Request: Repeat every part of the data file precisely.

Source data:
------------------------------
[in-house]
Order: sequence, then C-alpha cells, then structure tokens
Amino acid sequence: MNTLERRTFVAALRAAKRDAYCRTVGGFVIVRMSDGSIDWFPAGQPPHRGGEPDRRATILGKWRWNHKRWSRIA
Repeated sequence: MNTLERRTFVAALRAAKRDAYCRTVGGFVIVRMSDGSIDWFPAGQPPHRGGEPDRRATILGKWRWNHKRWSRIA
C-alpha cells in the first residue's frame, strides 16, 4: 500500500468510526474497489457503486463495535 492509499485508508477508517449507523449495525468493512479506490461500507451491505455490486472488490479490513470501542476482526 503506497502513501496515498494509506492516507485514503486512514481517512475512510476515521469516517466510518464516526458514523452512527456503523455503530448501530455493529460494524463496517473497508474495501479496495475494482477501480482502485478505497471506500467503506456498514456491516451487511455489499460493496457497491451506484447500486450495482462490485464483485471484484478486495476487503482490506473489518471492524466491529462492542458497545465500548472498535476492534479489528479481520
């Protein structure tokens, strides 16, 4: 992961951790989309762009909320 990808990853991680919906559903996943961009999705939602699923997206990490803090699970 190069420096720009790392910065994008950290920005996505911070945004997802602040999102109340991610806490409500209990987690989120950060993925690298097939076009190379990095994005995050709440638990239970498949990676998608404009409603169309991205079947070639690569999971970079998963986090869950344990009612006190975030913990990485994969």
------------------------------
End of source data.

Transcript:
[in-house]
Order: sequence, then C-alpha cells, then structure tokens
Amino acid sequence: MNTLERRTFVAALRAAKRDAYCRTVGGFVIVRMSDGSIDWFPAGQPPHRGGEPDRRATILGKWRWNHKRWSRIA
Repeated sequence: MNTLERRTFVAALRAAKRDAYCRTVGGFVIVRMSDGSIDWFPAGQPPHRGGEPDRRATILGKWRWNHKRWSRIA
C-alpha cells in the first residue's frame, strides 16, 4: 500500500468510526474497489457503486463495535 492509499485508508477508517449507523449495525468493512479506490461500507451491505455490486472488490479490513470501542476482526 503506497502513501496515498494509506492516507485514503486512514481517512475512510476515521469516517466510518464516526458514523452512527456503523455503530448501530455493529460494524463496517473497508474495501479496495475494482477501480482502485478505497471506500467503506456498514456491516451487511455489499460493496457497491451506484447500486450495482462490485464483485471484484478486495476487503482490506473489518471492524466491529462492542458497545465500548472498535476492534479489528479481520
């Protein structure tokens, strides 16, 4: 992961951790989309762009909320 990808990853991680919906559903996943961009999705939602699923997206990490803090699970 190069420096720009790392910065994008950290920005996505911070945004997802602040999102109340991610806490409500209990987690989120950060993925690298097939076009190379990095994005995050709440638990239970498949990676998608404009409603169309991205079947070639690569999971970079998963986090869950344990009612006190975030913990990485994969």